The current issue features research by Nicholas Hirshon on New York Mayor John Lindsay’s innovative re-election campaign in which he sought to associate with the New York Mets baseball team. Melita Garza examines the Great Depression editorials published in San Antonio, Texas, newspapers about the role of Mexicans and immigrants. Matthew Cecil writes about how FBI Director J. Edgar Hoover’s 1958 book, Masters of Deceit: The Story of Communism in America and How to Fight It, became a bestseller, thanks to an aggressive promotional campaign that revealed how Hoover created relationships with Americans who shared his views about Communism. Cayce Myers explores the representation of publicists in early public relations history.
Teaching Our Journal
With each issue of American Journalism, we feature teaching materials for a particular article and provide free online access to the article (through Taylor & Francis, the publisher of American Journalism).
The teaching materials provide topical overviews and various exercises for teaching the article in either undergraduate or graduate classes. The author of the article creates the teaching exercises and provides links to relevant primary and secondary sources.
We hope these teaching materials and the historical studies they reference will enrich your media history courses and, most importantly, your students’ learning. And we hope you will let us know how you use American Journalism in your classrooms.
Volume 34, No. 1
By Melita M. Garza, Texas Christian University
Editorials from the three San Antonio, Texas, newspapers studied in this article illuminate competing myths about Mexicans and immigrants that circulated in national Great Depression-era debates about the newcomer in the United States. Editorials occupy a particular role in journalism, offering an interpretive and analytical view that aims to give a media organization’s “light of understanding” to readers.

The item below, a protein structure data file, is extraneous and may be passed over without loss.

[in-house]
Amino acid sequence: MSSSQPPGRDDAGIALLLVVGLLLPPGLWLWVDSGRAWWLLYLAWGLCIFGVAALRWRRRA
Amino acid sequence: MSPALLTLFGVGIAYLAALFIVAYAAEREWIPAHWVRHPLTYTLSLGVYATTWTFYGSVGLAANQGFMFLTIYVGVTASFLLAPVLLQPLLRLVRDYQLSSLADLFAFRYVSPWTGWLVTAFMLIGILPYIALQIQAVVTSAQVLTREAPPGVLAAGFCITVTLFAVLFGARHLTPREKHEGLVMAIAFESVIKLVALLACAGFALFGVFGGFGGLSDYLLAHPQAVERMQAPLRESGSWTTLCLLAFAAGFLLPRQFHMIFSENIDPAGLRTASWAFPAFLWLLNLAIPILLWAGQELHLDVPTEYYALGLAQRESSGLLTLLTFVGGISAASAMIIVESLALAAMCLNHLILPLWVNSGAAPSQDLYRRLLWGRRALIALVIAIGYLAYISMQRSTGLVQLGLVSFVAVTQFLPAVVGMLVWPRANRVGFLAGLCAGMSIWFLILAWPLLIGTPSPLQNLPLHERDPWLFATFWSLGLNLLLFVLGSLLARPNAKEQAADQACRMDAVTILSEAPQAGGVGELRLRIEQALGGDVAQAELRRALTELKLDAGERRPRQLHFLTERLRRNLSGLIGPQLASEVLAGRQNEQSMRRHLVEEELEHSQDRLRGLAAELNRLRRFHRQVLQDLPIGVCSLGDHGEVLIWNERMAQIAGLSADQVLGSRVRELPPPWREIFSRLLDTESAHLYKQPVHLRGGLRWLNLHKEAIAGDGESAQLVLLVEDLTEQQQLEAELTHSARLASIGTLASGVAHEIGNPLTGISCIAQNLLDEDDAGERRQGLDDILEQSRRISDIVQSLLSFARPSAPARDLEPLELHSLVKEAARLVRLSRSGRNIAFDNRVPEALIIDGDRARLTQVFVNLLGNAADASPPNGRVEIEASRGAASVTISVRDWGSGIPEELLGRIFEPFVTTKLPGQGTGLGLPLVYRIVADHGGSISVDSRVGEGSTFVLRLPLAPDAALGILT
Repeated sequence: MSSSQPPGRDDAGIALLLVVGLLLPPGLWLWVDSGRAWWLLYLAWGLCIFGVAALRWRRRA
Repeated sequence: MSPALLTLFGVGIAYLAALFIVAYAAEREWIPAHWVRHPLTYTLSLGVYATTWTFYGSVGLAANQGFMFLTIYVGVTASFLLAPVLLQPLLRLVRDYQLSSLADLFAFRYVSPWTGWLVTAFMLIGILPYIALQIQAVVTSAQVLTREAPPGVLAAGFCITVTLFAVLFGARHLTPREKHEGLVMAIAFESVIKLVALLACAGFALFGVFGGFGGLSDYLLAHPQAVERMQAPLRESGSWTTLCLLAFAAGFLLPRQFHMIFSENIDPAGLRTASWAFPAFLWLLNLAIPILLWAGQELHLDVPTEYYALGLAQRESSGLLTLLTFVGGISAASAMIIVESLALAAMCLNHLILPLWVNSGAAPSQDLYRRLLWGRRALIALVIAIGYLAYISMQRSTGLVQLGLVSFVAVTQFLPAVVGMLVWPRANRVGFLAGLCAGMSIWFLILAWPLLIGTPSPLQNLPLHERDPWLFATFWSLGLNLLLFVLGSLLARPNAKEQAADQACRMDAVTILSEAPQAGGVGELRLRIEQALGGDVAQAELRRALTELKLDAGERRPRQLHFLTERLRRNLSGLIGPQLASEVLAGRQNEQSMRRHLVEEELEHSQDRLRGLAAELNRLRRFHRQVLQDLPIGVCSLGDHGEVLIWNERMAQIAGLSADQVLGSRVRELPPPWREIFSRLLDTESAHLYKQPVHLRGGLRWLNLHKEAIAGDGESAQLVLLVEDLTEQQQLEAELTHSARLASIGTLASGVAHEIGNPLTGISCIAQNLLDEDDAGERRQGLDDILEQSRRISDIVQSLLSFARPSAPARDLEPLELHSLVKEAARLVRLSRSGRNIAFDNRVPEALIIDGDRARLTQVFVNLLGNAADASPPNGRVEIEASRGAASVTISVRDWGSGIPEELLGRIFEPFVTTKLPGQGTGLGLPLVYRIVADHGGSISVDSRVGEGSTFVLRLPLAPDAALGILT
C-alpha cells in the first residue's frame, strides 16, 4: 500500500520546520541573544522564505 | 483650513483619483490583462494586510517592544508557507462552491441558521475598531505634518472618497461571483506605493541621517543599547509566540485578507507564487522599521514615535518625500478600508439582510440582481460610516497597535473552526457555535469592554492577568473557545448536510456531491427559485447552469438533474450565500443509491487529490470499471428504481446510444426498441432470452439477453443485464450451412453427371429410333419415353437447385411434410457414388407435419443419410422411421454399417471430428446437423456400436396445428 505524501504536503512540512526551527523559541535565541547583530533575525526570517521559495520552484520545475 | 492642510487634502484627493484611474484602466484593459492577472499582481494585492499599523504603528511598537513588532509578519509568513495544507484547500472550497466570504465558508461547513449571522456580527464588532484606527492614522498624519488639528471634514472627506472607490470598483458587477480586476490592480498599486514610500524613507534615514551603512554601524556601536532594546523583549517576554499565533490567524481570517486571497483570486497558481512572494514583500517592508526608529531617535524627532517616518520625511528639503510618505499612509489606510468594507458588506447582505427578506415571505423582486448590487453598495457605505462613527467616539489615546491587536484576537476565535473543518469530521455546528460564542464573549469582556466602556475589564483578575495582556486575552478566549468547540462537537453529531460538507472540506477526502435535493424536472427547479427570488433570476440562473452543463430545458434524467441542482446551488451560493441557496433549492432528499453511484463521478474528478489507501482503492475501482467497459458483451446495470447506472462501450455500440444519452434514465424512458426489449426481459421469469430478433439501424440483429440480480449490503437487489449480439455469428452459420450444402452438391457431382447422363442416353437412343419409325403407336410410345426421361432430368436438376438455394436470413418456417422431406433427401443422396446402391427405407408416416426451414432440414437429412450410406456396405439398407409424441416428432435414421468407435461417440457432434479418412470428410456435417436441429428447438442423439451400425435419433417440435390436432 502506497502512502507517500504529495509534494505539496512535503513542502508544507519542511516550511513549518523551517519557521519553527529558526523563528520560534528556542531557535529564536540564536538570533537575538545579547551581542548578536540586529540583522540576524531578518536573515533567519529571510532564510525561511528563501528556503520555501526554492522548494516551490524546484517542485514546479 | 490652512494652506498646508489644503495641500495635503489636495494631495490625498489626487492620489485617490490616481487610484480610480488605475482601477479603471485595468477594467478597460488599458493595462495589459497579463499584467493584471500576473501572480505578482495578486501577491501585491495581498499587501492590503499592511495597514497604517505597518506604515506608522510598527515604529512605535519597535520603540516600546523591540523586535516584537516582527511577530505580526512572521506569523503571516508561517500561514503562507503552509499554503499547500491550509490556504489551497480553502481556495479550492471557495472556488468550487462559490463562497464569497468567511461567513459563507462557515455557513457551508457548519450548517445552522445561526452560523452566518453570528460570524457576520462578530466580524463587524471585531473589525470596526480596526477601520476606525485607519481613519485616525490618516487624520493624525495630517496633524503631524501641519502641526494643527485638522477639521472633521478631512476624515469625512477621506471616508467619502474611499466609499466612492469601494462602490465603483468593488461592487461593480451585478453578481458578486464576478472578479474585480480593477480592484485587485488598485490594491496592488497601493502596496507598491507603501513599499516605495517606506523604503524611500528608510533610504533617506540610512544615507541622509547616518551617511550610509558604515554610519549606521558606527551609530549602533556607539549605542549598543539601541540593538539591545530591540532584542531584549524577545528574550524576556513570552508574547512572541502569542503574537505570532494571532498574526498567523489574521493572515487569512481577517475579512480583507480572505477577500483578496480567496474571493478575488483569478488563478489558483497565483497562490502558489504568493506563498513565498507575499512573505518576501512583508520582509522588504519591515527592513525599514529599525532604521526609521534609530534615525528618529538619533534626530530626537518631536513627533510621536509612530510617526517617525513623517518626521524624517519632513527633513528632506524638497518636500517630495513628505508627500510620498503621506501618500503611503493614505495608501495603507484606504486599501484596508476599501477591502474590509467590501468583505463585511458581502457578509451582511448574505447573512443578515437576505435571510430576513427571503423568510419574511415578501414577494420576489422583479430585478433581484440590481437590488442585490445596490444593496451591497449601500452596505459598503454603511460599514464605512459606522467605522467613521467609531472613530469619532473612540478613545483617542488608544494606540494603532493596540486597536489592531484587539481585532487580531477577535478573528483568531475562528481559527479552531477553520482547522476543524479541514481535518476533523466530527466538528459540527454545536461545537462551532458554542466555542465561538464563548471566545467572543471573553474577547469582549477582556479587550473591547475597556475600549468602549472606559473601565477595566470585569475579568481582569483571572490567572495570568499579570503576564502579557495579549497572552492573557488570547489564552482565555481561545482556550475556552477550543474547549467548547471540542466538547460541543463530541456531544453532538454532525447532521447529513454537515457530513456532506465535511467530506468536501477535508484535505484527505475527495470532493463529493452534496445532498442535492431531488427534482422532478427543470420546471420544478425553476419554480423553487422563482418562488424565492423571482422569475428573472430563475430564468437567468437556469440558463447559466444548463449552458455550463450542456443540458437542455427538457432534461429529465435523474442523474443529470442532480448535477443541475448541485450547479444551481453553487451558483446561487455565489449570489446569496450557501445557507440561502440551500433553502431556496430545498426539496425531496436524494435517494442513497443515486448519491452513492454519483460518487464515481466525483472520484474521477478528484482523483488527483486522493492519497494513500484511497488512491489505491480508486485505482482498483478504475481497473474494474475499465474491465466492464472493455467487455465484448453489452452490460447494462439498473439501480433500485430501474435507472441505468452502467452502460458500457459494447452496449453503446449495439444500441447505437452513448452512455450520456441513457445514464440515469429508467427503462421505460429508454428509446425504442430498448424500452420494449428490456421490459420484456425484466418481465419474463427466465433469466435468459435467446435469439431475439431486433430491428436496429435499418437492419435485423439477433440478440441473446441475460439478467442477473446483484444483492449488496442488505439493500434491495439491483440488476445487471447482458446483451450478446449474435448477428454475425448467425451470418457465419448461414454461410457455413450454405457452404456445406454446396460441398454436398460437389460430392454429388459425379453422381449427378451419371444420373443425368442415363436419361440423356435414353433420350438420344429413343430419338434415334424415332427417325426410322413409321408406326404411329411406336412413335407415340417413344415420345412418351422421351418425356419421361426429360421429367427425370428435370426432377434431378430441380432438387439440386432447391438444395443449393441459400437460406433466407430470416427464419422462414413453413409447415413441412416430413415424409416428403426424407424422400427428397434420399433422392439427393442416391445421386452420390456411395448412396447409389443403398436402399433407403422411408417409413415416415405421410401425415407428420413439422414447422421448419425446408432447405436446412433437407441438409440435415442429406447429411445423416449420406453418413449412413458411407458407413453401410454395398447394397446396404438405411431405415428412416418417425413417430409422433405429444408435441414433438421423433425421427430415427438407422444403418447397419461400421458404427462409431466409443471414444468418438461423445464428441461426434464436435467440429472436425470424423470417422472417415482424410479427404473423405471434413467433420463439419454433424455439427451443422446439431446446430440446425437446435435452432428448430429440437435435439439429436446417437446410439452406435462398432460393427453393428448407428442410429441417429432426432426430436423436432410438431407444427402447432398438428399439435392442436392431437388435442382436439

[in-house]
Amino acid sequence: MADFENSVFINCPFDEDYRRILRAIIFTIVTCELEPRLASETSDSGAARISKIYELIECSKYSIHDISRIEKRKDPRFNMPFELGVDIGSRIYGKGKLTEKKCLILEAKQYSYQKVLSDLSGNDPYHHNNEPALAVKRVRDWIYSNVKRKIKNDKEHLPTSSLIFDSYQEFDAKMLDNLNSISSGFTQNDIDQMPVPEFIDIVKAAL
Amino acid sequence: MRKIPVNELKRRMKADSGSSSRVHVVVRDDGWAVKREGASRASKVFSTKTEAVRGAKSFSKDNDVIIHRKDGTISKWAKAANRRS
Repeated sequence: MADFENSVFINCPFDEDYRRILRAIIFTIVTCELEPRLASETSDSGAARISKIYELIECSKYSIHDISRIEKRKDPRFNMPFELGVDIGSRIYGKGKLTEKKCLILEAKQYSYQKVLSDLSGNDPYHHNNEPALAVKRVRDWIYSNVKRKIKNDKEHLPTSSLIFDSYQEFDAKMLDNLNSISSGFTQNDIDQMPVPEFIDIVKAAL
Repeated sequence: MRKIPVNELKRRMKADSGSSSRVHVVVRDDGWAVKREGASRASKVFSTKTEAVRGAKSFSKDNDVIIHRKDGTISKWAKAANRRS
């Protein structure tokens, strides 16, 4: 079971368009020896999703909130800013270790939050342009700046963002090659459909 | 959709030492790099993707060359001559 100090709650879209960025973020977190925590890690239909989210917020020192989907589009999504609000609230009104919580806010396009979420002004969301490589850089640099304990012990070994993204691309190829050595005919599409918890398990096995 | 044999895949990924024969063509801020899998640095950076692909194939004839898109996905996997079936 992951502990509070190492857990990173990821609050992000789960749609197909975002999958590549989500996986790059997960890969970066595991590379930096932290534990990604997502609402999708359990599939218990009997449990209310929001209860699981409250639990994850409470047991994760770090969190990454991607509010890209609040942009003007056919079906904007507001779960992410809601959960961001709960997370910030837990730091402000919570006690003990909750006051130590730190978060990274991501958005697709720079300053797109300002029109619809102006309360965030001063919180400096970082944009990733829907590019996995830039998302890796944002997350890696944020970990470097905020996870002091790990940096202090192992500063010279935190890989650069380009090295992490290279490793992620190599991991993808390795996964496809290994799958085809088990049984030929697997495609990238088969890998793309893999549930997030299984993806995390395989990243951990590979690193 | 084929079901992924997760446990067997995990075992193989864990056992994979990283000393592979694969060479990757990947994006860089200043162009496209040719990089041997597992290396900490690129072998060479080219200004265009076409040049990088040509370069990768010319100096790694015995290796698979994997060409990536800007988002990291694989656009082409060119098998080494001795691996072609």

Studying the editorials of the past offers insight not only into journalistic ideas of an earlier era, but also helps us contextualize present-day events and discourse resonant with the past. For instance, examining 1930s-era narrative myths about immigration offers students a fresh perspective on national discourse about this topic that surfaced during the Great Recession (December 2007 – June 2009) and continued in its aftermath. Moreover, this article also allows students to delve into a little-used primary source, the Spanish-language press, and to evaluate it on the same plane as English-language newspapers, something rarely done.
Although the media landscape is highly fragmented in the twenty-first century, in the pre-television early 1930s, newspapers were still the primary vehicles through which news was disseminated. In part, this article relies on a conception of news as mythological narrative, a strategy in which journalists not only draw on pre-existing cultural storytelling patterns, but also dynamically reshape them.
The power of myth and the power of news both rest to some degree on the authority ascribed to the storyteller, and in the case of editorials, the myths also have the authority of the journalistic institution behind them. When the subject is immigration, this power is used to define what it means to be an American. As this article argues, that conception is richer and more complete when the perspective of the Spanish-language press is included. Read more.